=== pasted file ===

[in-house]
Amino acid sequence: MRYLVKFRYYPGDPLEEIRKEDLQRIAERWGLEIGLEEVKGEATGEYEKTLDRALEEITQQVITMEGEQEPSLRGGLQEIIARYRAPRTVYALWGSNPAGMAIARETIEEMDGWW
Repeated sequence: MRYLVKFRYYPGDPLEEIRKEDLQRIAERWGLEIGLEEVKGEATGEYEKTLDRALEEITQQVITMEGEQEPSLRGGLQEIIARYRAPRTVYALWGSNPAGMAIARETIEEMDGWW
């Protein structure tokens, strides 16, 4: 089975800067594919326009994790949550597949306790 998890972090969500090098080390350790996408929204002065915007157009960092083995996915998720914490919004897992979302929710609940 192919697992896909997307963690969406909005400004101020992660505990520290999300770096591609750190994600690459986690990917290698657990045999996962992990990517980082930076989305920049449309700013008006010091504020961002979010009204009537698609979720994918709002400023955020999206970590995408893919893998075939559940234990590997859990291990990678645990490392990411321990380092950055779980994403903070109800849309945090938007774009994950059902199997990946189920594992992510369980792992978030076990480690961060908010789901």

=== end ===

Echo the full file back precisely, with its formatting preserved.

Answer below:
[in-house]
Amino acid sequence: MRYLVKFRYYPGDPLEEIRKEDLQRIAERWGLEIGLEEVKGEATGEYEKTLDRALEEITQQVITMEGEQEPSLRGGLQEIIARYRAPRTVYALWGSNPAGMAIARETIEEMDGWW
Repeated sequence: MRYLVKFRYYPGDPLEEIRKEDLQRIAERWGLEIGLEEVKGEATGEYEKTLDRALEEITQQVITMEGEQEPSLRGGLQEIIARYRAPRTVYALWGSNPAGMAIARETIEEMDGWW
């Protein structure tokens, strides 16, 4: 089975800067594919326009994790949550597949306790 998890972090969500090098080390350790996408929204002065915007157009960092083995996915998720914490919004897992979302929710609940 192919697992896909997307963690969406909005400004101020992660505990520290999300770096591609750190994600690459986690990917290698657990045999996962992990990517980082930076989305920049449309700013008006010091504020961002979010009204009537698609979720994918709002400023955020999206970590995408893919893998075939559940234990590997859990291990990678645990490392990411321990380092950055779980994403903070109800849309945090938007774009994950059902199997990946189920594992992510369980792992978030076990480690961060908010789901």